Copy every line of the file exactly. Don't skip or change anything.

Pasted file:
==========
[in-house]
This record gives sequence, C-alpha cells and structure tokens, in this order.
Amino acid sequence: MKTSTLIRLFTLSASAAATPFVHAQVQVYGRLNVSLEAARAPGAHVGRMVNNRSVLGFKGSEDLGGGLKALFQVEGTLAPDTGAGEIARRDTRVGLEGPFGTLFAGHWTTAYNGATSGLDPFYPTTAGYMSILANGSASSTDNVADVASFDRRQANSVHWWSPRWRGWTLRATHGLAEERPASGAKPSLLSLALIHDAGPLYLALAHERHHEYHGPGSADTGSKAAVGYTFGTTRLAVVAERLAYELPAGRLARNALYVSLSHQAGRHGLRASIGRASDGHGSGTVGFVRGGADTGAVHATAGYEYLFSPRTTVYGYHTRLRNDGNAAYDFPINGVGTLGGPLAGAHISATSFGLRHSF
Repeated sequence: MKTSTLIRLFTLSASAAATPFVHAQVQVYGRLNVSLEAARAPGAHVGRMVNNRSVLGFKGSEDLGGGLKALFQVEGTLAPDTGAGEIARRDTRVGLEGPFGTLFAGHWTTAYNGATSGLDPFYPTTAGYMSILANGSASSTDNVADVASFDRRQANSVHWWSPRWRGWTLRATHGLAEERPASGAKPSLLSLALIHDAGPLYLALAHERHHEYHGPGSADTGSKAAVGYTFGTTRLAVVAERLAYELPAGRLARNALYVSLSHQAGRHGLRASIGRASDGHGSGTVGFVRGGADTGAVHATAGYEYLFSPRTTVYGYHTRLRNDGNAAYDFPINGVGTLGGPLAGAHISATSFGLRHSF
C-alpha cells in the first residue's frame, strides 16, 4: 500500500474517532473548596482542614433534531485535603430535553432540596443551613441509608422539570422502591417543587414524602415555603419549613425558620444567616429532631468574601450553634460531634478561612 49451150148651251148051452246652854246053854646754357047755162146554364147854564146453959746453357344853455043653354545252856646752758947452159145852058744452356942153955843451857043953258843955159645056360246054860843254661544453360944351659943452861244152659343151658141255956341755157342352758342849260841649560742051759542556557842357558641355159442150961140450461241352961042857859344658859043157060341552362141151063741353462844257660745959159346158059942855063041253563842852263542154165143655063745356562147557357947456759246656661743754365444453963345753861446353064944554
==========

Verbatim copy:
[in-house]
This record gives sequence, C-alpha cells and structure tokens, in this order.
Amino acid sequence: MKTSTLIRLFTLSASAAATPFVHAQVQVYGRLNVSLEAARAPGAHVGRMVNNRSVLGFKGSEDLGGGLKALFQVEGTLAPDTGAGEIARRDTRVGLEGPFGTLFAGHWTTAYNGATSGLDPFYPTTAGYMSILANGSASSTDNVADVASFDRRQANSVHWWSPRWRGWTLRATHGLAEERPASGAKPSLLSLALIHDAGPLYLALAHERHHEYHGPGSADTGSKAAVGYTFGTTRLAVVAERLAYELPAGRLARNALYVSLSHQAGRHGLRASIGRASDGHGSGTVGFVRGGADTGAVHATAGYEYLFSPRTTVYGYHTRLRNDGNAAYDFPINGVGTLGGPLAGAHISATSFGLRHSF
Repeated sequence: MKTSTLIRLFTLSASAAATPFVHAQVQVYGRLNVSLEAARAPGAHVGRMVNNRSVLGFKGSEDLGGGLKALFQVEGTLAPDTGAGEIARRDTRVGLEGPFGTLFAGHWTTAYNGATSGLDPFYPTTAGYMSILANGSASSTDNVADVASFDRRQANSVHWWSPRWRGWTLRATHGLAEERPASGAKPSLLSLALIHDAGPLYLALAHERHHEYHGPGSADTGSKAAVGYTFGTTRLAVVAERLAYELPAGRLARNALYVSLSHQAGRHGLRASIGRASDGHGSGTVGFVRGGADTGAVHATAGYEYLFSPRTTVYGYHTRLRNDGNAAYDFPINGVGTLGGPLAGAHISATSFGLRHSF
C-alpha cells in the first residue's frame, strides 16, 4: 500500500474517532473548596482542614433534531485535603430535553432540596443551613441509608422539570422502591417543587414524602415555603419549613425558620444567616429532631468574601450553634460531634478561612 49451150148651251148051452246652854246053854646754357047755162146554364147854564146453959746453357344853455043653354545252856646752758947452159145852058744452356942153955843451857043953258843955159645056360246054860843254661544453360944351659943452861244152659343151658141255956341755157342352758342849260841649560742051759542556557842357558641355159442150961140450461241352961042857859344658859043157060341552362141151063741353462844257660745959159346158059942855063041253563842852263542154165143655063745356562147557357947456759246656661743754365444453963345753861446353064944554